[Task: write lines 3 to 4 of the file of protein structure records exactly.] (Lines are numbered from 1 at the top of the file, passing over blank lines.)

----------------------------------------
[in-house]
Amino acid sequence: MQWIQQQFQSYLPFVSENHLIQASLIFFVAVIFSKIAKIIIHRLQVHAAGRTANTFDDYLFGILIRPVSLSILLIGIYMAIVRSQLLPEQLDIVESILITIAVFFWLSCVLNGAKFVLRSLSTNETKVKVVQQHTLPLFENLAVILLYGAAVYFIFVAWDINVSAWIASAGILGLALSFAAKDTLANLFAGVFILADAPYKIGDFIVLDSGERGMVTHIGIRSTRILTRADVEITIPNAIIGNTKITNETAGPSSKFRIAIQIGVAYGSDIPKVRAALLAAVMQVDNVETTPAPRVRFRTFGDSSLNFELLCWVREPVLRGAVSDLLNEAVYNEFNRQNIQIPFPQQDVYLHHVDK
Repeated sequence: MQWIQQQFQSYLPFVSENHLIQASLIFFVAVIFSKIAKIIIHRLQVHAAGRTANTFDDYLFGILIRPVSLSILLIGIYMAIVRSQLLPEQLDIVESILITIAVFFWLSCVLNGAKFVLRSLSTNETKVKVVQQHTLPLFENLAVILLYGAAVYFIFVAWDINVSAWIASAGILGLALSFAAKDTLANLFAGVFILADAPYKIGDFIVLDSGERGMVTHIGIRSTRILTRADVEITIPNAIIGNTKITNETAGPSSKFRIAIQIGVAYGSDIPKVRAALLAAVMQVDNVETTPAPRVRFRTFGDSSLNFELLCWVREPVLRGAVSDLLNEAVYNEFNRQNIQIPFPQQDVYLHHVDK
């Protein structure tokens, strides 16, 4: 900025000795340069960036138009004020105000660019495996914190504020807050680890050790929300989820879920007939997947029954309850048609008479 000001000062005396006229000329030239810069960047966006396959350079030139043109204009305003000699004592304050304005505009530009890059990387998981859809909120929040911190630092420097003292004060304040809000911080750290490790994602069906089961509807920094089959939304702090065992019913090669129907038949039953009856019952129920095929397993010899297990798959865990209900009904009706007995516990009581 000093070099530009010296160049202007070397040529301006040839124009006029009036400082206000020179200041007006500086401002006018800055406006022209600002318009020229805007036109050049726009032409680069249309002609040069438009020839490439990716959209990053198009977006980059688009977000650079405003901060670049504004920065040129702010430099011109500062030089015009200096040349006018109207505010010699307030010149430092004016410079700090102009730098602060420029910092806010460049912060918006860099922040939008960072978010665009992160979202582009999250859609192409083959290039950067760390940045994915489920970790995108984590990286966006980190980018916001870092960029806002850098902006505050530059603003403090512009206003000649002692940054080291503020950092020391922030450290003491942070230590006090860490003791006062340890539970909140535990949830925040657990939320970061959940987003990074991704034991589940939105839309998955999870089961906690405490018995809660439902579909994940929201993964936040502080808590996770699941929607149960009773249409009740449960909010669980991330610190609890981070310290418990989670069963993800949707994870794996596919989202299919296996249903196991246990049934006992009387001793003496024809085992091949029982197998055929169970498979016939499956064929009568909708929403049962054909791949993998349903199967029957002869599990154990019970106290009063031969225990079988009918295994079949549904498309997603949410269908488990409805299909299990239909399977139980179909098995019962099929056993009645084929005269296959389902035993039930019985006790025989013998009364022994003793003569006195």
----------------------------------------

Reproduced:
Repeated sequence: MQWIQQQFQSYLPFVSENHLIQASLIFFVAVIFSKIAKIIIHRLQVHAAGRTANTFDDYLFGILIRPVSLSILLIGIYMAIVRSQLLPEQLDIVESILITIAVFFWLSCVLNGAKFVLRSLSTNETKVKVVQQHTLPLFENLAVILLYGAAVYFIFVAWDINVSAWIASAGILGLALSFAAKDTLANLFAGVFILADAPYKIGDFIVLDSGERGMVTHIGIRSTRILTRADVEITIPNAIIGNTKITNETAGPSSKFRIAIQIGVAYGSDIPKVRAALLAAVMQVDNVETTPAPRVRFRTFGDSSLNFELLCWVREPVLRGAVSDLLNEAVYNEFNRQNIQIPFPQQDVYLHHVDK
């Protein structure tokens, strides 16, 4: 900025000795340069960036138009004020105000660019495996914190504020807050680890050790929300989820879920007939997947029954309850048609008479 000001000062005396006229000329030239810069960047966006396959350079030139043109204009305003000699004592304050304005505009530009890059990387998981859809909120929040911190630092420097003292004060304040809000911080750290490790994602069906089961509807920094089959939304702090065992019913090669129907038949039953009856019952129920095929397993010899297990798959865990209900009904009706007995516990009581 000093070099530009010296160049202007070397040529301006040839124009006029009036400082206000020179200041007006500086401002006018800055406006022209600002318009020229805007036109050049726009032409680069249309002609040069438009020839490439990716959209990053198009977006980059688009977000650079405003901060670049504004920065040129702010430099011109500062030089015009200096040349006018109207505010010699307030010149430092004016410079700090102009730098602060420029910092806010460049912060918006860099922040939008960072978010665009992160979202582009999250859609192409083959290039950067760390940045994915489920970790995108984590990286966006980190980018916001870092960029806002850098902006505050530059603003403090512009206003000649002692940054080291503020950092020391922030450290003491942070230590006090860490003791006062340890539970909140535990949830925040657990939320970061959940987003990074991704034991589940939105839309998955999870089961906690405490018995809660439902579909994940929201993964936040502080808590996770699941929607149960009773249409009740449960909010669980991330610190609890981070310290418990989670069963993800949707994870794996596919989202299919296996249903196991246990049934006992009387001793003496024809085992091949029982197998055929169970498979016939499956064929009568909708929403049962054909791949993998349903199967029957002869599990154990019970106290009063031969225990079988009918295994079949549904498309997603949410269908488990409805299909299990239909399977139980179909098995019962099929056993009645084929005269296959389902035993039930019985006790025989013998009364022994003793003569006195």